While New Jersey Governor Chris Christie continues to campaign around the country, trying to set the stage for a 2016 run for the White House by promoting himself as the Republican who can work with Democrats to make the hard budget choices, the state’s two largest public employee unions went to court to stop him from violating the very law Christie holds up as proof to Republicans he is the man to get the job done.
The New Jersey Education Association and the Communication Workers of America each filed suit yesterday to prevent the unilateral pension grab Christie made last month in order to balance the budget for the fiscal year beginning in July. Other unions, including the AFL-CIO, AFSCME Council 1 and those representing police, firefighters and engineers, signed on to the lawsuits, representing hundreds of thousands of employees.
As Christie Watch has reported, in May the New Jersey governor unilaterally cut the state’s contribution to its pension plan by $2.4 billion this year and next, in violation of the 2011 pension deal he rammed through the legislature with the support of a few key Democratic party bosses. That pension reform law, Chapter 78—which exacted huge benefit and COLA cuts from employees and retirees, raised the retirement age and increased employee contributions—also required the state to significantly increase its contributions to the pension fund to make up for its having shortchanged the fund for years.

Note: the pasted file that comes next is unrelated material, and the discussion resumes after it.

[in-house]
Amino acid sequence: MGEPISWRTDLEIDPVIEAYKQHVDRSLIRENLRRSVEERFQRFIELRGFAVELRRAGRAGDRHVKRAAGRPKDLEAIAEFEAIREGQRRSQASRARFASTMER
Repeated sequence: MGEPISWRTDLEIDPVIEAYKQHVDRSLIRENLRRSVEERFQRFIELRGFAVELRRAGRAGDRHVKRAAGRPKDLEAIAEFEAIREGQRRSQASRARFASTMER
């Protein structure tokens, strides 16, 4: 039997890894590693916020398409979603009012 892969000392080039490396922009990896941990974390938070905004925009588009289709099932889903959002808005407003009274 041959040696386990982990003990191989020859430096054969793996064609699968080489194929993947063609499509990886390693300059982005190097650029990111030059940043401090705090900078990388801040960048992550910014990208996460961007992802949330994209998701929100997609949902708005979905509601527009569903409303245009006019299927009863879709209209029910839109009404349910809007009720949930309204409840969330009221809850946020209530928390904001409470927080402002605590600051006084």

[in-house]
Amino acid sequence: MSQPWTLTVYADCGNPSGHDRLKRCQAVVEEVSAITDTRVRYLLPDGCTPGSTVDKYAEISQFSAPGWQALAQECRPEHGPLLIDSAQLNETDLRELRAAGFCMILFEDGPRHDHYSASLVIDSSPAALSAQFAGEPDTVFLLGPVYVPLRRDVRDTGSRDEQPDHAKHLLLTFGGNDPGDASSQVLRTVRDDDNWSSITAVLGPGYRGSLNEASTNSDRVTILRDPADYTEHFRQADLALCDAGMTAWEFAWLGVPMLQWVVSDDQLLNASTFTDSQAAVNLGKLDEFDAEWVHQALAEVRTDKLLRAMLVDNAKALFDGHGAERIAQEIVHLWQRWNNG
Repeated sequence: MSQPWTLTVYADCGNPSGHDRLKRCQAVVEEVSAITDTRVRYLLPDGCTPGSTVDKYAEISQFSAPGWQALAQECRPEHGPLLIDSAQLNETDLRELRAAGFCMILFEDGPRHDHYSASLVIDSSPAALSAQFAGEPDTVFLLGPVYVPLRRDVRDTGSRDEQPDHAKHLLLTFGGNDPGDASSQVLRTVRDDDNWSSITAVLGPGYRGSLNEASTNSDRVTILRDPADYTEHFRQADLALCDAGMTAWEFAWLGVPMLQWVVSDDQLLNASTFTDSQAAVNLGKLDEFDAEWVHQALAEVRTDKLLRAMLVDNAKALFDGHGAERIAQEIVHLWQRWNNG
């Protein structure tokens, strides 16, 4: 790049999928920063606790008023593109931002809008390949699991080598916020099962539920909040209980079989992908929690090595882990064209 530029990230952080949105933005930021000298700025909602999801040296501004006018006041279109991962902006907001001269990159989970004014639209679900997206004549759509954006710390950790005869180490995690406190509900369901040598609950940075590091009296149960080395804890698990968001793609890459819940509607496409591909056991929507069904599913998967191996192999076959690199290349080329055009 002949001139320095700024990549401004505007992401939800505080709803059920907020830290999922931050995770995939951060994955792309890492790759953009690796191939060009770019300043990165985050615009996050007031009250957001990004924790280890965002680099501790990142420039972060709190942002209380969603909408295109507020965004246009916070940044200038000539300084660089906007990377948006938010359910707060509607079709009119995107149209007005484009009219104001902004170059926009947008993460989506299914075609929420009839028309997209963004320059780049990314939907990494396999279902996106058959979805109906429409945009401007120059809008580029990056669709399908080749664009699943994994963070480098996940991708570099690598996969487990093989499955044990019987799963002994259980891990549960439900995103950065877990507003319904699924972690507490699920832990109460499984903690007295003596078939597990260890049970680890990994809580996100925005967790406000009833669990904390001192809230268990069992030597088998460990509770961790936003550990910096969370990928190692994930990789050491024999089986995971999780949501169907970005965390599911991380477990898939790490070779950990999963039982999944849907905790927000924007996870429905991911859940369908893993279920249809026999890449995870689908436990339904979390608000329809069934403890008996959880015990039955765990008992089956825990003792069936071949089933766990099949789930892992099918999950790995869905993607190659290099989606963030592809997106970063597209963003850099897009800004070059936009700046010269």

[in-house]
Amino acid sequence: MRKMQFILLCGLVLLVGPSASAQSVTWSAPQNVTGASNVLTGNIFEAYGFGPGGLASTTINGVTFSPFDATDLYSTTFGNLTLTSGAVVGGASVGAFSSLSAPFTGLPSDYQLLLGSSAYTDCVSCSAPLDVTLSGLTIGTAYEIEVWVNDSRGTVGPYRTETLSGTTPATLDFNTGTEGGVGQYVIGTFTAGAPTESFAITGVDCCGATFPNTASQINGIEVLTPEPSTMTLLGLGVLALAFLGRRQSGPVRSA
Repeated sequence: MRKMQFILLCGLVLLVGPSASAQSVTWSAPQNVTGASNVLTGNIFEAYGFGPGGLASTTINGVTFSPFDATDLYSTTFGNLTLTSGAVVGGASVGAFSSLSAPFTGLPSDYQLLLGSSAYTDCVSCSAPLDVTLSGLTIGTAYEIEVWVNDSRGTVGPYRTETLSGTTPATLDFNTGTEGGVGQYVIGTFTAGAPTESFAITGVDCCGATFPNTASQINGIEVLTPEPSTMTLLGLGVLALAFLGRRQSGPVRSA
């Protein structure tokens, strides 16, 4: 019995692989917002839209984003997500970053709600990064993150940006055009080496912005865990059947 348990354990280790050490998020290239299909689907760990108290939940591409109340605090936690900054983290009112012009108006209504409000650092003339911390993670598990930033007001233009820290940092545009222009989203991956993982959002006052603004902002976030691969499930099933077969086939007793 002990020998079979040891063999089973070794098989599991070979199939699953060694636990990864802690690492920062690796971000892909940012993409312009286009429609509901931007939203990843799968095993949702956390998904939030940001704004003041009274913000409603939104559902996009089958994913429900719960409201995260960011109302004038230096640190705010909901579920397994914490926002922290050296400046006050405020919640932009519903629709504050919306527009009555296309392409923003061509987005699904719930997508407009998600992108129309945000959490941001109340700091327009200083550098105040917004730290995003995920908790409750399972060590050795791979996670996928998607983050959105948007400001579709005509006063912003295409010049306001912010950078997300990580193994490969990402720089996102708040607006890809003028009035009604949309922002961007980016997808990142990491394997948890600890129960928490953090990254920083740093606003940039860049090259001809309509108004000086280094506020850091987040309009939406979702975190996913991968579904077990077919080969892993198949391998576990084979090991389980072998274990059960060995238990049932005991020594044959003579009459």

The law specifically gave employees a contractual right to these state contributions and the ability to go to court if they are not made. Now the unions have sued. A Superior Court judge has agreed to expedite action on the lawsuits and there will be a hearing June 25.
In announcing his union’s lawsuit, NJEA President Wendell Steinhauer declared:
Everyone in New Jersey is subject to the laws of New Jersey, including Gov. Christie. Our lawsuit seeks to hold him accountable to follow the law that he signed in 2011.
Governor Chris Christie already broke New Jersey’s economy. Now, he’s not only broken his word by failing to make promised pension payment…he’s breaking the law in the process.
Just how bad Christie’s stewardship of the state economy has been was underscored by David J. Rosen, the legislative budget and finance officer. In April, Rosen told the state Senate Budget committee: